Key meeting to weigh Mars crash report

The ESA’s director general said he expected to have at least an interim report for member states when they meet to discuss future plans in a fortnight’s time. Attention is focussed on how the probe interpreted sensor readings during its ill-fated descent to the Red Planet. Schiaparelli’s parachute and rocket system did not behave as expected.
The former was jettisoned too early and the latter fired for too short a period. "The onboard computer had some problems taking data from different sources, and defining correctly the altitude; and because of that the engines were started for only three seconds which was not enough," explained Prof Jan Woerner.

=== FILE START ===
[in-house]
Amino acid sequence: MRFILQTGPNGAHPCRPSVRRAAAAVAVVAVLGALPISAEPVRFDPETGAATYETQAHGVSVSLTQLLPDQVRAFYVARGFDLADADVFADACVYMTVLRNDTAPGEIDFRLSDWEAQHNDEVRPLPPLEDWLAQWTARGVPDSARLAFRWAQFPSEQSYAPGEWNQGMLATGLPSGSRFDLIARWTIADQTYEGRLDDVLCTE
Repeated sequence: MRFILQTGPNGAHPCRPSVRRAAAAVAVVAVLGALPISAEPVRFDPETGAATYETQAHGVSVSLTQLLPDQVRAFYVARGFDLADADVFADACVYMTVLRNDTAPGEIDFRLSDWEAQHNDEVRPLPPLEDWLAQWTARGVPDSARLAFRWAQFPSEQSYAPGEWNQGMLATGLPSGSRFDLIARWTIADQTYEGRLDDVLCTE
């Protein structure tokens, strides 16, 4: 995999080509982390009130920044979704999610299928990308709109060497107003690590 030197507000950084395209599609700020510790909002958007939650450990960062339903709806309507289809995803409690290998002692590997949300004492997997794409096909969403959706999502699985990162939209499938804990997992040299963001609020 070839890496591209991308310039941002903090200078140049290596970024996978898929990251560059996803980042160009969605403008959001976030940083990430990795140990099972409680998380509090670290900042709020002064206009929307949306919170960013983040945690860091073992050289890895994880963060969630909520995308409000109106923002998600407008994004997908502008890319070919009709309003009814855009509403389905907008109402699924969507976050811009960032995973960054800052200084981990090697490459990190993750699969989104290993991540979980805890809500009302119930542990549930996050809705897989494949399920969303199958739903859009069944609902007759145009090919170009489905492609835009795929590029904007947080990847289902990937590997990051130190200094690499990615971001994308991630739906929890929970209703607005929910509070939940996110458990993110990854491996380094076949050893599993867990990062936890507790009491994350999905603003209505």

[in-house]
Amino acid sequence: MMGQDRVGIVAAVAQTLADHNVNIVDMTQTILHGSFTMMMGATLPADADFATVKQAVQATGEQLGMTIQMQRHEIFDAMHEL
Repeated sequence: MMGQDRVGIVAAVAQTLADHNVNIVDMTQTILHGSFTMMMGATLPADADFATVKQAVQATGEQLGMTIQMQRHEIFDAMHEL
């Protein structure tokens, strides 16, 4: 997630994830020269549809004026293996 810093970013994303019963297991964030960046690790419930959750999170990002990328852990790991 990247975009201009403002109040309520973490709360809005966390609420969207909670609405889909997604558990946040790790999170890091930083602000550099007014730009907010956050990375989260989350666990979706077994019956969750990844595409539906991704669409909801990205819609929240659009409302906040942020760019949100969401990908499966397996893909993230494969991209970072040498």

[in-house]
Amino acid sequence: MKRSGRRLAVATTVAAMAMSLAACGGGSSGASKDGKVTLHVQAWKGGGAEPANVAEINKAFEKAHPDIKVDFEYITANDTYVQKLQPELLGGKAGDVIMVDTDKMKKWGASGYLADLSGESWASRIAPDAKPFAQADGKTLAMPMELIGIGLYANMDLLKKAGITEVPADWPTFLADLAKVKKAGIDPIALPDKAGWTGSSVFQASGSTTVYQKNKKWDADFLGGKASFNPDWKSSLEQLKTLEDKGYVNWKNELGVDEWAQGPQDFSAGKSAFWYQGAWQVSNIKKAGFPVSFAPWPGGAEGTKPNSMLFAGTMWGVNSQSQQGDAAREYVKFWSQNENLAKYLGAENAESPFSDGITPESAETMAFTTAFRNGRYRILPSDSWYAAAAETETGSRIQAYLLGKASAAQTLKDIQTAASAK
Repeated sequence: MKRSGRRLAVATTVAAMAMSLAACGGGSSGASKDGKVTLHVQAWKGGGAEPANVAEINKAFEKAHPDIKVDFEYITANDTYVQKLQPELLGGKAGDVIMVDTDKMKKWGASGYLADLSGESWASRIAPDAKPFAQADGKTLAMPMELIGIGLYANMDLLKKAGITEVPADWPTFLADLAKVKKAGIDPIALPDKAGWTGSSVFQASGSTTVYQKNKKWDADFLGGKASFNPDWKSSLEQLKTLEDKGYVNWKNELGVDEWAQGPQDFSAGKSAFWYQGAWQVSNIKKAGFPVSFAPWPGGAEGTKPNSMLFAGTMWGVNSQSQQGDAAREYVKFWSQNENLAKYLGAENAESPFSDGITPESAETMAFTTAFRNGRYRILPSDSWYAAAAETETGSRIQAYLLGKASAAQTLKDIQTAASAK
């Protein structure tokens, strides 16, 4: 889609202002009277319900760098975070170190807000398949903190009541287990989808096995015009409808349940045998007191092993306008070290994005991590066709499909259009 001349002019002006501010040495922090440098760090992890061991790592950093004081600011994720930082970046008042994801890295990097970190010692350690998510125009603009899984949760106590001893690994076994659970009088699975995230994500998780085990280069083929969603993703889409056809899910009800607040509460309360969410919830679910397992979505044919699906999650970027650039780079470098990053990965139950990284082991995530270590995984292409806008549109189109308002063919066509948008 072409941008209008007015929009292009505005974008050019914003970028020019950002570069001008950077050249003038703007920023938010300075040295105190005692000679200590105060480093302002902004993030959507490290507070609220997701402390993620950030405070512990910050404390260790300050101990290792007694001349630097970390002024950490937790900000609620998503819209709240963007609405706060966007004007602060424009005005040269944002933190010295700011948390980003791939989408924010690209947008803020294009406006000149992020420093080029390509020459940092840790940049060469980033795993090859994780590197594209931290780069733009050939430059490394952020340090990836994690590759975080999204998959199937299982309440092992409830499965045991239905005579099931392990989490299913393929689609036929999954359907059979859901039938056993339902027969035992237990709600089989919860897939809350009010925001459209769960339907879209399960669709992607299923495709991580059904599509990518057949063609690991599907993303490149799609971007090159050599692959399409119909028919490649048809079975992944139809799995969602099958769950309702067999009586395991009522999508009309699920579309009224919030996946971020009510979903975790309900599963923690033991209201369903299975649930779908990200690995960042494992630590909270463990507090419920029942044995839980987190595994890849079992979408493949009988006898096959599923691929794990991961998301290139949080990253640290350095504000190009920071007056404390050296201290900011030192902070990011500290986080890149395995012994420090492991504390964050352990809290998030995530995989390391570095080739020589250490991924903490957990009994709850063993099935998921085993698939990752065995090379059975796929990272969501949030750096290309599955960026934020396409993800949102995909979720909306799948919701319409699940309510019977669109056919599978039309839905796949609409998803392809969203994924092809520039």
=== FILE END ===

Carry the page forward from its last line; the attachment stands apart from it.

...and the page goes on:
"When the parachute was deployed, it worked. But then some acceleration happened that we do not understand. Was it that the parachute did not deploy fully? We do not know."
Esa and industry experts are reviewing the telemetry, which the DG said the probe continued to transmit right up to the moment of its catastrophic impact with Mars’ equatorial Meridiani Plain.
A Schiaparelli mishap report is just one of the topics delegations will discuss when they meet on 21/22 November to review the status of the ExoMars programme – the joint venture Esa is running with Russia to explore the Red Planet.